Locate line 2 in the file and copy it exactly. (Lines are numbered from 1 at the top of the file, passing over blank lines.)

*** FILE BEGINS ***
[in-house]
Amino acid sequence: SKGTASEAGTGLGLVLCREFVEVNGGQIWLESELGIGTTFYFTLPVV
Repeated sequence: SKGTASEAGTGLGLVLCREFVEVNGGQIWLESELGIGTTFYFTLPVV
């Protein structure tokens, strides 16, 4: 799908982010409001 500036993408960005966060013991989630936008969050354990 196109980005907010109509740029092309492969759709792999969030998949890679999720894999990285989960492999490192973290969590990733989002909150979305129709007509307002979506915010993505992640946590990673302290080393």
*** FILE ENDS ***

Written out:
Amino acid sequence: SKGTASEAGTGLGLVLCREFVEVNGGQIWLESELGIGTTFYFTLPVV